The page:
Find Information About:

Drugs & Supplements

Get information and reviews on prescription drugs, over-the-counter medications, vitamins, and supplements. Search by name or medical condition.

Pill Identifier

Pill Identifier

Having trouble identifying your pills?

Enter the shape, color, or imprint of your prescription or OTC drug. Our pill identification tool will display pictures that you can compare to your pill.

Get Started

My Medicine

Save your medicine, check interactions, sign up for FDA alerts, create family profiles and more.

Get Started

WebMD Health Experts and Community

Talk to health experts and other people like you in WebMD's Communities. It's a safe forum where you can create or participate in support groups and discussions about health topics that interest you.

  • Second Opinion

    Second Opinion

    Read expert perspectives on popular health topics.

  • Community


    Connect with people like you, and get expert guidance on living a healthy life.

Got a health question? Get answers provided by leading organizations, doctors, and experts.

Get Answers

Sign up to receive WebMD's award-winning content delivered to your inbox.

Sign Up

To get better, you need expert help. Many people with depression have a team working with them. This might include your regular health care provider, a psychologist or therapist, and a psychiatrist or psychiatric nurse.

But getting the right people may seem intimidating. Here are some answers to common questions about finding a doctor and psychologist or therapist. Following these questions, you’ll find a list of tips for how to prepare for your first appointment.

  • What kind of expert do I need to see? People with depression often see a few different experts. You might see a non-MD therapist as well as a doctor or nurse for medicine. The Mental Health Parity and Addiction Equity Act of 2008 requires that health insurance plans do not put restrictions on coverage for mental health services that are different from coverage for other medical or surgical treatment. The Patient Protection and Affordable Care Act provides federal support for low-income individuals to obtain health insurance. Some mental health professionals or clinics also offer a sliding scale based on income.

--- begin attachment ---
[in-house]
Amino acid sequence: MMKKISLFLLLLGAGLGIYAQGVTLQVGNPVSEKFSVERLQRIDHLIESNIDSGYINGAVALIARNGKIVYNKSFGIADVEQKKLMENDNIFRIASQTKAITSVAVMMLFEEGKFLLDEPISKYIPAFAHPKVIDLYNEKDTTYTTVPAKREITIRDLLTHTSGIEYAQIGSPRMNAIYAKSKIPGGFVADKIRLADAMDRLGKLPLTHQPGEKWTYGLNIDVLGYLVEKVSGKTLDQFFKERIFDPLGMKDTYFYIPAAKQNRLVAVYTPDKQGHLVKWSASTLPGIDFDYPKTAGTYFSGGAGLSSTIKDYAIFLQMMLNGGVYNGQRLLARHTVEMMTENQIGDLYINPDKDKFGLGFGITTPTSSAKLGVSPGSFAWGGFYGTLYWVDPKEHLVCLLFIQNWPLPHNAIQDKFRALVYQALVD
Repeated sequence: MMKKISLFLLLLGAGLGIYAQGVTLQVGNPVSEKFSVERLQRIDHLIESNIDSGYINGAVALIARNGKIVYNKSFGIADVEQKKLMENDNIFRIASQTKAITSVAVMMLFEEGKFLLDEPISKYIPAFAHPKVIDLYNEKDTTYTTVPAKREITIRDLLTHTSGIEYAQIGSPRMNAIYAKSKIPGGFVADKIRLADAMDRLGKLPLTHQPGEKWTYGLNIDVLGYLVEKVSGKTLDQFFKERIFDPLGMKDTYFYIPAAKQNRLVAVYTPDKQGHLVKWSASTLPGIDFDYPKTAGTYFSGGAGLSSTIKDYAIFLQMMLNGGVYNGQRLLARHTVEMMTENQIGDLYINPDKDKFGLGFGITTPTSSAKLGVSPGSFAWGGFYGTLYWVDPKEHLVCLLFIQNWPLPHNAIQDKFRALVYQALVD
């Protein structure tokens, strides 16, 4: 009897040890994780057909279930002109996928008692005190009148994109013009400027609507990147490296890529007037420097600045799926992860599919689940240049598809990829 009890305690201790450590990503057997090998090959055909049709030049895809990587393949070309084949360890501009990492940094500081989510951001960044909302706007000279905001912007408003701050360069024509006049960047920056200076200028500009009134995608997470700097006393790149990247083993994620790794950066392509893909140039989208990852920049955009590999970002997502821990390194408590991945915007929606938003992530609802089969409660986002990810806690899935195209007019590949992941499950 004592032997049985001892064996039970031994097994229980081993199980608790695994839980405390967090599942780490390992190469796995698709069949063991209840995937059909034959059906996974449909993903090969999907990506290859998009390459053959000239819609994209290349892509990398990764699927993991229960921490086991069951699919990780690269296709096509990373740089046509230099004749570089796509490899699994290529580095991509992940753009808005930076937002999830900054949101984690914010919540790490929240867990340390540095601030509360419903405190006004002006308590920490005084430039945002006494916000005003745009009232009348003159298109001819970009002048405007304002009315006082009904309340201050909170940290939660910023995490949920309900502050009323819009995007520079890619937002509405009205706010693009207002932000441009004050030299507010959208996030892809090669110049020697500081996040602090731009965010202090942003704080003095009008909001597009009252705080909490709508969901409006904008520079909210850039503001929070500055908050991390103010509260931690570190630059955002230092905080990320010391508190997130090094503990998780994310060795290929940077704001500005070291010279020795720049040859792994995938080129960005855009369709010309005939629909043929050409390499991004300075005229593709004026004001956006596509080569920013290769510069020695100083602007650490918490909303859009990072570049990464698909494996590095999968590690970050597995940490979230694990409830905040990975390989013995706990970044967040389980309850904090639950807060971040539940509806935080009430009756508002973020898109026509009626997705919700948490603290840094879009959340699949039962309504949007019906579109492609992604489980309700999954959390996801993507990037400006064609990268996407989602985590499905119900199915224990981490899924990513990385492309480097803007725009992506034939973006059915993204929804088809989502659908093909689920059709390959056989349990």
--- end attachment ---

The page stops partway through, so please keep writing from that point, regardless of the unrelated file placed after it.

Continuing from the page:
• Why can't I just see one doctor? Your primary care doctor can prescribe antidepressants, but family doctors usually don’t have expertise in prescribing drugs for treating psychological conditions. So if the first or second antidepressant you try does not help, your doctor may recommend that you see a psychiatrist who can better prescribe the medicines you need. Primary care doctors also are not trained to practice psychotherapy. So you may turn to a psychologist, social worker, or psychiatrist for therapy. Psychiatrists are doctors who can prescribe antidepressants and other medications and sometimes also offer therapy. They are, though, often more expensive than non- MDs.
  • How do I find a therapist or a psychiatrist? Ask your regular doctor for a recommendation. You can also get in touch with organizations such as NAMI, the National Alliance for the Mentally Ill, which can suggest experts in your area. Keep in mind that anyone can call himself or herself a "therapist." Your therapist should be a licensed psychiatrist, psychologist, social worker, psychiatric nurse, or counselor.
  • What should I look for? Therapists and psychiatrists use many different approaches. Some focus on practical, here-and-now issues. Others go deeper, probing events from your past that might have played a role in your depression. There are specific forms of psychotherapy that have been shown to be helpful for depression – such as cognitive behavior therapy or interpersonal psychotherapy. Many therapists use a mix of styles. When you first talk to a potential therapist or psychiatrist, ask about his or her approach to see whether it seems appropriate for you and your condition. If it’s not a good fit, find someone else. If you don't click with a person, therapy is less likely to help. You may also want to look for someone who specializes in your particular problem. For instance, if you have a problem with drugs or alcohol, find a doctor or nonmedical therapist who specializes in treating people struggling with addiction.
  • What if treatment doesn't help? Once you've settled on a therapist and doctor, you need to give therapy and medication a chance to work. Getting better takes time, often several months. Treatment for depression can be hard at first. Opening up to someone about very personal things in your life isn't easy. But most people do get better with treatment.

10 Benefits of Depression Treatment

Beyond improved mood, treating depression can have surprising benefits.
View slideshow

Personalizing Your Depression Treatment

How can you make sure you're getting the right treatment for your depression? Find out what to look for.
Watch Video

Depression Triggers, Risks, Symptoms